Customer Reviews: Why they are vital for your marketing

  • Customer Reviews: Why they are vital for your marketing

Customer feedback is one of the most important tools for marketing and sales in your business. When you buy something, do you ask others? Check online reviews? See what you can find out about it before you commit to the spend? Most people do – and if someone’s review can persuade you, then your customers’ reviews can sway others to buy from you too.

The opinions given in reviews by others who have previously used your services tell you:

  • If you gave them the product or service they expected
  • If they thought it was good, bad, or ugly
  • Where you could improve on product or service delivery
  • If they would recommend you to others – and if not, why?

Reviews tell prospective buyers all about what to expect and can massively influence their buying decision.

Reviews aren’t used enough in marketing, but they can be used everywhere!

  • Social media (as posts or videos)
  • In advertising
  • On your website
  • In mailshots
  • In case studies

What could be a more trusted source of information than the experience of a customer who has actually tried your product or service and has taken the time to review it?

How to get reviews

It’s vital to actively gather feedback from your customers and use it in your marketing – and all you have to do is ask!
Follow-up after the sale or project completion by asking for a review on Google, third-party websites such as Check a Trade or Trip Advisor, or even LinkedIn.
Send them an email, pop the details in the package post it on your socials…
Give them a link and make it easy.
You could always offer an incentive – a little gift or discount code for their next purchase.

Here’s how and why to make getting reviews on the top of your marketing list!

FACT: People buy products with reviews

Data from Speigel Research Centre (2017) shows that people are 270% more likely to buy a product with a review. Think about it – when you’re considering buying from a company for the first time, most people scroll straight to the reviews section on their website. A few five-star ratings can be enough to turn a browser into a buyer.

People trust reviews

Most previous purchasers leave reviews not because there is an incentive to do so, but because they feel strongly about the service they received – either positively or negatively. This type of unbiased third-party endorsement is valued by potential customers as they know it’s authentic. In fact, Neilsen research shows that 92% of people will trust a recommendation from a peer and 70%, from a stranger.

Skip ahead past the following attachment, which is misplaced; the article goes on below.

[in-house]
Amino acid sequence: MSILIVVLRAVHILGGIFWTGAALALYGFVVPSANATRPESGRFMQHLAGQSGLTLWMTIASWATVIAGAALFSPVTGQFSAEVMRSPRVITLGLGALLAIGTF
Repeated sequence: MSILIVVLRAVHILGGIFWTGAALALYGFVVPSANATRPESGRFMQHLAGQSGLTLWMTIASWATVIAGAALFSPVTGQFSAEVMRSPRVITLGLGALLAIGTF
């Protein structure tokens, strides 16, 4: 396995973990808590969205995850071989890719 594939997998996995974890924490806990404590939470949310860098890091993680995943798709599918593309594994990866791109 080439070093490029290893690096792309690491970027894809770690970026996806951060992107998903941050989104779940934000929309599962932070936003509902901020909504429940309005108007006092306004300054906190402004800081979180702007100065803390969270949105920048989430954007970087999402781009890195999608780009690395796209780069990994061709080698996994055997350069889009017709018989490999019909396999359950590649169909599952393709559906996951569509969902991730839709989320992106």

Incentives can encourage reviews

Many customers leave reviews of their own accord, but often enough, people who are satisfied and have received the service they expect, don’t necessarily feel compelled to shout it from the rooftops. A simple reward such as a discount code can encourage them to give feedback. Incentives won’t influence an unhappy customer to leave a glowing testimonial but they can help extract a few lines or a rating from a reluctant reviewer, without affecting perceived authenticity.

Testimonials make great content

Posting quotes from reviews on your social media channels is a great way to drip feed happy customer experiences to your audience. Depending on the type of business, you could encourage customers to post images of themselves using your product or service, tagging your channels, and using a dedicated hashtag. You should also have a testimonials section on your website.

‘Tis the season to gather reviews!

Christmas – or any other time of year when your sales peak – is a great time to ask your customers their views. Really make the most of this increased pool of purchasers. Contact them once the purchase is completed – that could be via an automated email or a survey – whatever you choose, make it short and simple so that they’re more likely to take part. You could end up with a great bank of feedback to use throughout the year.

How to handle a bad review

No business is perfect and we don’t all get it right every time. If a customer has a genuine complaint, apologise as soon as possible and if appropriate, make a compensatory offer – i.e. a replacement, refund, complimentary gift, etc. Even if they’ve gone right off the scale with a scathing review, keep your cool and be polite – you won’t come out of it well if you mirror their tone and style! You are actually likely to put others off. Once dealt with satisfactorily, you could then ask for feedback. You might feel reluctant to highlight an initially negative experience but it’s reassuring for other customers to see that even if a mistake is made, you are quick to resolve it.

If the same negative comments arise on a few occasions, use it constructively to look at your service and make adjustments. Acting on your customers’ feedback sends a strong message that you value them.

If you’d like help to harness the power of reviews, get in touch: